As a bit of a surprise, on the second ride I had the chance to swap my bike out for one that was equipped with Fox Live Valve. While Tyler has had a few opportunities to try out this system including on another Pivot, this was my first chance to give it a real test. Having ridden a few other electronically assisted suspension designs in the past, I thought I might have an idea of what was in store – but I was completely wrong.
In the parking lot before you get moving, a Live Valve bike feels a bit weird. Where you’re normally leaning on your bike and settling into the sag while waiting for your friends, a Live Valve bike doesn’t give. This is a bit disconcerting until you get out on the trail. All of a sudden, the suspension seems to adapt to the upcoming trail before you can even process what your front wheel is about to hit. It really is an impressive system that seems to work far better than you would expect.
The only situation where I wasn’t quite sure about Live Valve was on a few surprise drops that I was completely unprepared for. On a single ride it’s very difficult to discern whether the suspension was doing something weird, or I just rode the section wrong so it would require more time on a Live equipped Switchblade to decide. But I do know that based on this ride I wouldn’t hesitate to recommend Fox Live Valve on shorter travel full suspension bikes where bigger drops aren’t as common. On something like an XC or Trail bike where lock outs are the norm, this system is so much more advanced. Truthfully, Pivots already pedal so well that Live Valve isn’t really needed, but if you’re all about the ultimate in pedaling efficiency, this could be for you.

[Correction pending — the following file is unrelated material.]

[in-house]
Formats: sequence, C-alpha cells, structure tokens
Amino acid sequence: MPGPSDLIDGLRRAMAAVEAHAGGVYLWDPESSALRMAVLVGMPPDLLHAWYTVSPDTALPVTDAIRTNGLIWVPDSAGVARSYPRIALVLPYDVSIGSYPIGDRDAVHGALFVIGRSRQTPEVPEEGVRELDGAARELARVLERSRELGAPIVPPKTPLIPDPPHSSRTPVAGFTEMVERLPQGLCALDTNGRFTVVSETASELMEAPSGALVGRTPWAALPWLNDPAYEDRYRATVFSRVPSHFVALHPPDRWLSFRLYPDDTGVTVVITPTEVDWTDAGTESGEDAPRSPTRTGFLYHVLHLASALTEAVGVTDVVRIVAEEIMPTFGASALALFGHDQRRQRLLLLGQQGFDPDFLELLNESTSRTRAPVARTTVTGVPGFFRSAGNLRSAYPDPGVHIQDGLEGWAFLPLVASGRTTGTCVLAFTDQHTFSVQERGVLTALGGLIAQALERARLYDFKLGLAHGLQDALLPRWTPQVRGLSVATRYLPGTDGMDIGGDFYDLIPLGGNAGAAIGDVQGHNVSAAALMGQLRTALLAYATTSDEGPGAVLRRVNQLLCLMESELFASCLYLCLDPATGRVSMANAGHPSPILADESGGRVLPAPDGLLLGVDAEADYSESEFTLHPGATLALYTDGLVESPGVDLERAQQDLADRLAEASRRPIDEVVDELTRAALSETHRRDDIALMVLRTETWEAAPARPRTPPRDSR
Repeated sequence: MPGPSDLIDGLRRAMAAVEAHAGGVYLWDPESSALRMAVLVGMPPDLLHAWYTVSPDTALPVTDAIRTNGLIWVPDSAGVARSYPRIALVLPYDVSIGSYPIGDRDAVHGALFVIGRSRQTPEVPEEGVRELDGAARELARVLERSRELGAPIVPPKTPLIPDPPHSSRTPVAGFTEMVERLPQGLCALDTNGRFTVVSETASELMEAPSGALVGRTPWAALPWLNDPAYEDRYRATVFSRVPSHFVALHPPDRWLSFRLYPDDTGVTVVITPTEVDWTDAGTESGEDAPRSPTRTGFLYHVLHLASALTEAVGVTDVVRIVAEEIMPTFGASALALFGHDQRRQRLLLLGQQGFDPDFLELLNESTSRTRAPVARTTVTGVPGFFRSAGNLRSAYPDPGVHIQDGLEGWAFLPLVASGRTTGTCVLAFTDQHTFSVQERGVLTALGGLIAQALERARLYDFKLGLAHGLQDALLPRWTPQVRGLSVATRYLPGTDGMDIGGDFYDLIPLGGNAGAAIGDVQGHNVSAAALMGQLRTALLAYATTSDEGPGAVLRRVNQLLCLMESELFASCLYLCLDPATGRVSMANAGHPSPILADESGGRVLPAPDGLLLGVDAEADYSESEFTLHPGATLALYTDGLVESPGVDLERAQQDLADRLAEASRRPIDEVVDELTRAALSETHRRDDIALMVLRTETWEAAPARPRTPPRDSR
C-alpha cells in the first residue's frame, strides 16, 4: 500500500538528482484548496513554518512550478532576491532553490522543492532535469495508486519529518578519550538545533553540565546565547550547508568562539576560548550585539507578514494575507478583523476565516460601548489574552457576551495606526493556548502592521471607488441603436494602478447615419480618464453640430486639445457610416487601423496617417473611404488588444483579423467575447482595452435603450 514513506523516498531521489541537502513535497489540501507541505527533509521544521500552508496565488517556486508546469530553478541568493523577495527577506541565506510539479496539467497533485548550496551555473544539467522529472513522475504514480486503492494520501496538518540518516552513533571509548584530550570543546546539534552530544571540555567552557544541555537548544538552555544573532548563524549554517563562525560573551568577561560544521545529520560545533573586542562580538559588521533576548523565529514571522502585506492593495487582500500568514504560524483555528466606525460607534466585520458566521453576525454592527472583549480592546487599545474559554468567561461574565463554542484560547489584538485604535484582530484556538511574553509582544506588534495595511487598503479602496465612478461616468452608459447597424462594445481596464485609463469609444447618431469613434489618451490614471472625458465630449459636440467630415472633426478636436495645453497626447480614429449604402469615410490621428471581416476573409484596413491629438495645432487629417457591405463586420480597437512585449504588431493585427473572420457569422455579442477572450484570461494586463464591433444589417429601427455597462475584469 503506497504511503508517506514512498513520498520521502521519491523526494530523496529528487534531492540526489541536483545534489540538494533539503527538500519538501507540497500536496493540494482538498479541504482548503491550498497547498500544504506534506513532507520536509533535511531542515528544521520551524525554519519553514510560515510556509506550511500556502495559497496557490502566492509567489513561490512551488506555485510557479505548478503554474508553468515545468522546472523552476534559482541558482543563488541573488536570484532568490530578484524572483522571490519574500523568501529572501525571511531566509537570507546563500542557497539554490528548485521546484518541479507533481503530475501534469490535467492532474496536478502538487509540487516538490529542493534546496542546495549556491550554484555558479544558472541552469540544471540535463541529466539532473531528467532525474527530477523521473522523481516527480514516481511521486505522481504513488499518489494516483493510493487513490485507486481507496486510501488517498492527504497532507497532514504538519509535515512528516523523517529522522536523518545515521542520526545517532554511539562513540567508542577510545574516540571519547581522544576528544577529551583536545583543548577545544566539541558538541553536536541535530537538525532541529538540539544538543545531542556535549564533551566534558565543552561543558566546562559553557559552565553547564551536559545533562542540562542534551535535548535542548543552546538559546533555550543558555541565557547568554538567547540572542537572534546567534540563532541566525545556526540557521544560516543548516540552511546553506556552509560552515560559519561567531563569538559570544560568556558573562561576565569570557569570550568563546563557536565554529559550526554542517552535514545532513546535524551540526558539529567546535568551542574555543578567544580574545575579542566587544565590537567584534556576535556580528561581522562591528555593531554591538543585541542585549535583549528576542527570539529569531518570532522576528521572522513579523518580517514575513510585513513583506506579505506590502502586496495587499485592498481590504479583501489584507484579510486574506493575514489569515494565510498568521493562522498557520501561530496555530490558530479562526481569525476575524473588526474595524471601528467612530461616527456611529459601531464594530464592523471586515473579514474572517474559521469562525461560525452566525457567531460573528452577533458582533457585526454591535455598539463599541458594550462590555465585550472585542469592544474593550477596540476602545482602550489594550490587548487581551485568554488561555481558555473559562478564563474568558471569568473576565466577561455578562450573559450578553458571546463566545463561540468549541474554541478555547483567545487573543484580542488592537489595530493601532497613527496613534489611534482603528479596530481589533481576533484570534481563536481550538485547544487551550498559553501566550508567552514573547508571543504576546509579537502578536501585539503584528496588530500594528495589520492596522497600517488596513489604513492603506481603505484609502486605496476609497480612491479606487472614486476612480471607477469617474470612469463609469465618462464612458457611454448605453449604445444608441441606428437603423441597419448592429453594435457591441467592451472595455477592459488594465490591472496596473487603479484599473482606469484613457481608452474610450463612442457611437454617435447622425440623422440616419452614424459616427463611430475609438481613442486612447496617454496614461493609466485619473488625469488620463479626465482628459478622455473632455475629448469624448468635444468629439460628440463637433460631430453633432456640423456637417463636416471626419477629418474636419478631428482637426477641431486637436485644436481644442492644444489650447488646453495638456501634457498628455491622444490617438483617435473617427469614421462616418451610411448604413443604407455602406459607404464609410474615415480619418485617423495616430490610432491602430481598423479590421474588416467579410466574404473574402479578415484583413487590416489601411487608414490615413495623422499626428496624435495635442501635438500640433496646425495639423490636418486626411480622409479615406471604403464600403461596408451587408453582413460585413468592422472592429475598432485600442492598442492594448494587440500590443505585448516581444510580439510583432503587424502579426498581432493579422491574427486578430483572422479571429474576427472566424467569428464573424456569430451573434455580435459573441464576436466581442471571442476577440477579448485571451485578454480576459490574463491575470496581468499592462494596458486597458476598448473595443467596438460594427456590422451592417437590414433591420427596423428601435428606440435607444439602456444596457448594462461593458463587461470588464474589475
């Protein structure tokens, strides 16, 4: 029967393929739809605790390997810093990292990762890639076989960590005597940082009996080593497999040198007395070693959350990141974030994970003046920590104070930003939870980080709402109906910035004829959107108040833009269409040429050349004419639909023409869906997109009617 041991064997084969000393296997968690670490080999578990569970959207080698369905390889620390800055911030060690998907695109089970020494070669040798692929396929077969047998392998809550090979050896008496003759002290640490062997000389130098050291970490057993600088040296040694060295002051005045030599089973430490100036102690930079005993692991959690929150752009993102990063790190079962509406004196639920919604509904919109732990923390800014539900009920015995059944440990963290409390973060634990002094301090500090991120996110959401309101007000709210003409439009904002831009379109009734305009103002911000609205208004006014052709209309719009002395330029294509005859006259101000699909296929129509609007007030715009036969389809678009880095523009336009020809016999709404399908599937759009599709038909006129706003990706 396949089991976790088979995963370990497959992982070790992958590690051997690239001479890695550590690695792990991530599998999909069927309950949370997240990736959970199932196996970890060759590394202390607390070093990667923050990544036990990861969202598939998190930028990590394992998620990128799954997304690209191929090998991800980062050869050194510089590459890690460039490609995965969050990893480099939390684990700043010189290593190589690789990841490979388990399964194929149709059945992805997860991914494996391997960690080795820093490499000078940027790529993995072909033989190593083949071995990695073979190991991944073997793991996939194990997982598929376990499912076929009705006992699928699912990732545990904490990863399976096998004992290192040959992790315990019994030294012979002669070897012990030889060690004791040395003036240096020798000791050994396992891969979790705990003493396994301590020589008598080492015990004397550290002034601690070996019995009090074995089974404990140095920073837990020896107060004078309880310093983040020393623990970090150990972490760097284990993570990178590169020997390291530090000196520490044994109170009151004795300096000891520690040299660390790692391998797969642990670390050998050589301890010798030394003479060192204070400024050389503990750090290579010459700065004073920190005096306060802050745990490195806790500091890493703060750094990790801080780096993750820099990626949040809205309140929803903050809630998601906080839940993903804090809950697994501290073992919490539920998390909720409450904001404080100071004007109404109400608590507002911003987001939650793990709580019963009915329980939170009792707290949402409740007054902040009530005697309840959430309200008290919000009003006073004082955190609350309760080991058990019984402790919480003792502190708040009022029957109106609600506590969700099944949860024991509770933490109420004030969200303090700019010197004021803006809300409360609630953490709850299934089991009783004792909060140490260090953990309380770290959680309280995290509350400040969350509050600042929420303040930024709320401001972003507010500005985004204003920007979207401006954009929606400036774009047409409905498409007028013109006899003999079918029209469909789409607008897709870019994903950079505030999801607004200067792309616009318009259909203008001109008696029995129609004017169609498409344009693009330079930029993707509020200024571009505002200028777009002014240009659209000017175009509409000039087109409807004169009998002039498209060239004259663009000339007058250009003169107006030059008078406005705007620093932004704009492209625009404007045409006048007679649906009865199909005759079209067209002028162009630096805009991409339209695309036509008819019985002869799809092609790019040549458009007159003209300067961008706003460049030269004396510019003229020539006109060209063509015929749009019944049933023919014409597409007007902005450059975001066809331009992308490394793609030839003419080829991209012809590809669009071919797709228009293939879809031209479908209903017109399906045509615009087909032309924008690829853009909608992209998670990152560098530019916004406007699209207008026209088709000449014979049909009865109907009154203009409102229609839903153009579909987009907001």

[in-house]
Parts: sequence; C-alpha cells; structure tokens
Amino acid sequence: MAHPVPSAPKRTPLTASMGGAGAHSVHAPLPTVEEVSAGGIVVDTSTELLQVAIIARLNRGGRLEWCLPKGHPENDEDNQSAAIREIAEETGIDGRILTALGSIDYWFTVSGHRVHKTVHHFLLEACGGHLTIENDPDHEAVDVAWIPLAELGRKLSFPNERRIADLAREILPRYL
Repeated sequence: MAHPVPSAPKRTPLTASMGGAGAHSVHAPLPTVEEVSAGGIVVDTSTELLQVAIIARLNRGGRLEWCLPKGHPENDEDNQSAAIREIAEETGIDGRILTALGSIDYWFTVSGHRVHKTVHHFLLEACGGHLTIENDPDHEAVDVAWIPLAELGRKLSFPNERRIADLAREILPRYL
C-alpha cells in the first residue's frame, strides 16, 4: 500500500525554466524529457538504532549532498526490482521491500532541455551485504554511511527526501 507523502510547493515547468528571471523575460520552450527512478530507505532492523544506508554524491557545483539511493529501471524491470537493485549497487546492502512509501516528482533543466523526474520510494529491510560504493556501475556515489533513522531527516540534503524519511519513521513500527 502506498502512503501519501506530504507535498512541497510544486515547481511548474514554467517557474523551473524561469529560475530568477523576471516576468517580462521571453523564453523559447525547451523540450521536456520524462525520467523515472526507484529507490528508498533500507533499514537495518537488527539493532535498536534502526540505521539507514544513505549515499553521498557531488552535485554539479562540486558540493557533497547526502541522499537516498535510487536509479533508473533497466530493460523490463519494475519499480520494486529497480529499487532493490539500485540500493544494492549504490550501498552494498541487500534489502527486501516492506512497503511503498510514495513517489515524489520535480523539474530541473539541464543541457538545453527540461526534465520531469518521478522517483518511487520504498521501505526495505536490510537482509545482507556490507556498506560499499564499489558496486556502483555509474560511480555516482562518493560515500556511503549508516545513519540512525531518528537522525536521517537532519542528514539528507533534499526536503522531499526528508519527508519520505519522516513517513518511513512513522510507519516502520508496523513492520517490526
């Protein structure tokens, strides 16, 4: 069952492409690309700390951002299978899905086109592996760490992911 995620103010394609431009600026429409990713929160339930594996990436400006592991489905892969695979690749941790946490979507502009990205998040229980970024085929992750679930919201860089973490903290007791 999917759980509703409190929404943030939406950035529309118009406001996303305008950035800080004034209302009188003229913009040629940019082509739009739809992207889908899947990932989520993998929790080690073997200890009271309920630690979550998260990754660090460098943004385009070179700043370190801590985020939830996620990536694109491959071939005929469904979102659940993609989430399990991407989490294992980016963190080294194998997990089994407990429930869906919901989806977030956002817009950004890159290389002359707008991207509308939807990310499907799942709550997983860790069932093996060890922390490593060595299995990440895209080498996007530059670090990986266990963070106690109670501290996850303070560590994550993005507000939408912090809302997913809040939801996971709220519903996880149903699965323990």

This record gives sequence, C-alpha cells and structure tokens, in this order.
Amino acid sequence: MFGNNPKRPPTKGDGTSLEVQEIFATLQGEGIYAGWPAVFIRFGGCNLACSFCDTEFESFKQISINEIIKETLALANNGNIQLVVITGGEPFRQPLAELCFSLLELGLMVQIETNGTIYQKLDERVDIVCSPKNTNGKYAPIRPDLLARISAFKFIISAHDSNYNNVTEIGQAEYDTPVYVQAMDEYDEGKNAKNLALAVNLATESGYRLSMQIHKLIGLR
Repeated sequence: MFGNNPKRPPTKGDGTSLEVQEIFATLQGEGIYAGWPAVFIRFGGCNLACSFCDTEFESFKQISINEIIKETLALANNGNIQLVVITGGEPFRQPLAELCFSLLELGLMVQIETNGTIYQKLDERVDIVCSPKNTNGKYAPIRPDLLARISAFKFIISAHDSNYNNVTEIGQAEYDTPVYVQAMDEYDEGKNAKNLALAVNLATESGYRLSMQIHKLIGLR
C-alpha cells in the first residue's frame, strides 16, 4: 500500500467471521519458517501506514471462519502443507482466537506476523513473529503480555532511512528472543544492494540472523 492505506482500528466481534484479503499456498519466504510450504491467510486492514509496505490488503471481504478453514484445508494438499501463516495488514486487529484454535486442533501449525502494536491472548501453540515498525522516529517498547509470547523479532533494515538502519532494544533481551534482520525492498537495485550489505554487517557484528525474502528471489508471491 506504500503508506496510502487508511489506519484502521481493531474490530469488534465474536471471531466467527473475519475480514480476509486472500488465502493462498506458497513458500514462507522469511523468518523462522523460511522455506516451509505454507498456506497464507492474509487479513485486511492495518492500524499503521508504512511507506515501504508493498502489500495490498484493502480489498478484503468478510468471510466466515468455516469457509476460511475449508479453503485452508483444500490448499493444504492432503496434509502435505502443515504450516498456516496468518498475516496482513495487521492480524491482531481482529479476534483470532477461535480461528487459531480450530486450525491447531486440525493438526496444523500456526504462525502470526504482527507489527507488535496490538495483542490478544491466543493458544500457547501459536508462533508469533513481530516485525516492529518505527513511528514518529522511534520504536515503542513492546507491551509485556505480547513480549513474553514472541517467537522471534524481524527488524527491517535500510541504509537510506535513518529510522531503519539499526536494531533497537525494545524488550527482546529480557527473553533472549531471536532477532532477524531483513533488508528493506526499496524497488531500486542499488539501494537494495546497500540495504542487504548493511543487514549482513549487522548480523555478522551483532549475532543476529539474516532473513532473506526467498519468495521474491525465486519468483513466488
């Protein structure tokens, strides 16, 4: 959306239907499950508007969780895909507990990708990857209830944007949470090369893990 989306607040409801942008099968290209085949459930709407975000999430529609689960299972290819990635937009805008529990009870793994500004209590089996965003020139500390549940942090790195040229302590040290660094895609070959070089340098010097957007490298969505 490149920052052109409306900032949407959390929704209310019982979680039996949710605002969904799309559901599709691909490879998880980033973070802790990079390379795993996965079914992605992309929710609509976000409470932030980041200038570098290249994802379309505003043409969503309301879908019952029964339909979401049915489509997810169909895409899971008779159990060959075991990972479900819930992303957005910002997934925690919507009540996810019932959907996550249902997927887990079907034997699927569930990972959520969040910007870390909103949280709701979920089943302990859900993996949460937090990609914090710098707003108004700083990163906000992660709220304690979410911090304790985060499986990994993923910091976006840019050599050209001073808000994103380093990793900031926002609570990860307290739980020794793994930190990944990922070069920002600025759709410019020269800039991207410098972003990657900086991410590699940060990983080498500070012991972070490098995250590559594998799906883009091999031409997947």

Overall, The new Switchblade delivers everything that has made Pivot bikes so successful over the years while simultaneously offering a fresh and exciting take on Pivot’s most popular model. The inspiration behind the Switchblade remains the same, but Pivot set out to create a bike that was more capable, offered better geometry, was more user friendly, and had the looks to bring it all together. Based on our first impressions, Pivot seems to have delivered.